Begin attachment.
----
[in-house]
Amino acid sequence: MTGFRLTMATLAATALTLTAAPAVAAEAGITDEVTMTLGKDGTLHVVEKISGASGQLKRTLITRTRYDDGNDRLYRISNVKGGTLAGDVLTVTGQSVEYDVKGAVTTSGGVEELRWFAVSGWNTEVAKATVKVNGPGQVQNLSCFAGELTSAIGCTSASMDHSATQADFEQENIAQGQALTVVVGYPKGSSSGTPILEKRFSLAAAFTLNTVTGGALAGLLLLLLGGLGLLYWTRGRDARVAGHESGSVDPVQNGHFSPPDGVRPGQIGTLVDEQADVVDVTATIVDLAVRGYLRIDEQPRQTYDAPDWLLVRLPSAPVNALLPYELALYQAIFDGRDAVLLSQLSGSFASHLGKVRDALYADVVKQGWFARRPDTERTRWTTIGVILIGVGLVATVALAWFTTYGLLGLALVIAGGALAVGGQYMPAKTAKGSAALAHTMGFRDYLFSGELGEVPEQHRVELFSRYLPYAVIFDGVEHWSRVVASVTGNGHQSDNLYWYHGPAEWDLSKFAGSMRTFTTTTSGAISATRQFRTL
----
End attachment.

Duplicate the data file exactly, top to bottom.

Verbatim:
[in-house]
Amino acid sequence: MTGFRLTMATLAATALTLTAAPAVAAEAGITDEVTMTLGKDGTLHVVEKISGASGQLKRTLITRTRYDDGNDRLYRISNVKGGTLAGDVLTVTGQSVEYDVKGAVTTSGGVEELRWFAVSGWNTEVAKATVKVNGPGQVQNLSCFAGELTSAIGCTSASMDHSATQADFEQENIAQGQALTVVVGYPKGSSSGTPILEKRFSLAAAFTLNTVTGGALAGLLLLLLGGLGLLYWTRGRDARVAGHESGSVDPVQNGHFSPPDGVRPGQIGTLVDEQADVVDVTATIVDLAVRGYLRIDEQPRQTYDAPDWLLVRLPSAPVNALLPYELALYQAIFDGRDAVLLSQLSGSFASHLGKVRDALYADVVKQGWFARRPDTERTRWTTIGVILIGVGLVATVALAWFTTYGLLGLALVIAGGALAVGGQYMPAKTAKGSAALAHTMGFRDYLFSGELGEVPEQHRVELFSRYLPYAVIFDGVEHWSRVVASVTGNGHQSDNLYWYHGPAEWDLSKFAGSMRTFTTTTSGAISATRQFRTL